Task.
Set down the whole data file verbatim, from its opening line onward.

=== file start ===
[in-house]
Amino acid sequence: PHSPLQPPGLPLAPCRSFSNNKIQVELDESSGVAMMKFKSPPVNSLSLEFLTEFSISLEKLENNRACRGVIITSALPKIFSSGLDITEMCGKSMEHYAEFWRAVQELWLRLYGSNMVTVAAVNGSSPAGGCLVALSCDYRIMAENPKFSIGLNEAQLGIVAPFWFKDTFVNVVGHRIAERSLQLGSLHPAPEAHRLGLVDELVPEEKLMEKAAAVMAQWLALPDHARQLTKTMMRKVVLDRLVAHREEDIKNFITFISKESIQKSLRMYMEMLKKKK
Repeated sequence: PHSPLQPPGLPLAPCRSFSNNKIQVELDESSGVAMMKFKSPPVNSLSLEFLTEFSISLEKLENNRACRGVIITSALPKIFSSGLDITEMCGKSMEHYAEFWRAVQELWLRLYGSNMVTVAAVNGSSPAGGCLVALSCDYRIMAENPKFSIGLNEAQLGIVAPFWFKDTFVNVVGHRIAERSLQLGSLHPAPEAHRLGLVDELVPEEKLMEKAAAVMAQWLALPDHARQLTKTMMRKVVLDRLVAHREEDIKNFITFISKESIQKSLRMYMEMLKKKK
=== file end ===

[in-house]
Amino acid sequence: PHSPLQPPGLPLAPCRSFSNNKIQVELDESSGVAMMKFKSPPVNSLSLEFLTEFSISLEKLENNRACRGVIITSALPKIFSSGLDITEMCGKSMEHYAEFWRAVQELWLRLYGSNMVTVAAVNGSSPAGGCLVALSCDYRIMAENPKFSIGLNEAQLGIVAPFWFKDTFVNVVGHRIAERSLQLGSLHPAPEAHRLGLVDELVPEEKLMEKAAAVMAQWLALPDHARQLTKTMMRKVVLDRLVAHREEDIKNFITFISKESIQKSLRMYMEMLKKKK
Repeated sequence: PHSPLQPPGLPLAPCRSFSNNKIQVELDESSGVAMMKFKSPPVNSLSLEFLTEFSISLEKLENNRACRGVIITSALPKIFSSGLDITEMCGKSMEHYAEFWRAVQELWLRLYGSNMVTVAAVNGSSPAGGCLVALSCDYRIMAENPKFSIGLNEAQLGIVAPFWFKDTFVNVVGHRIAERSLQLGSLHPAPEAHRLGLVDELVPEEKLMEKAAAVMAQWLALPDHARQLTKTMMRKVVLDRLVAHREEDIKNFITFISKESIQKSLRMYMEMLKKKK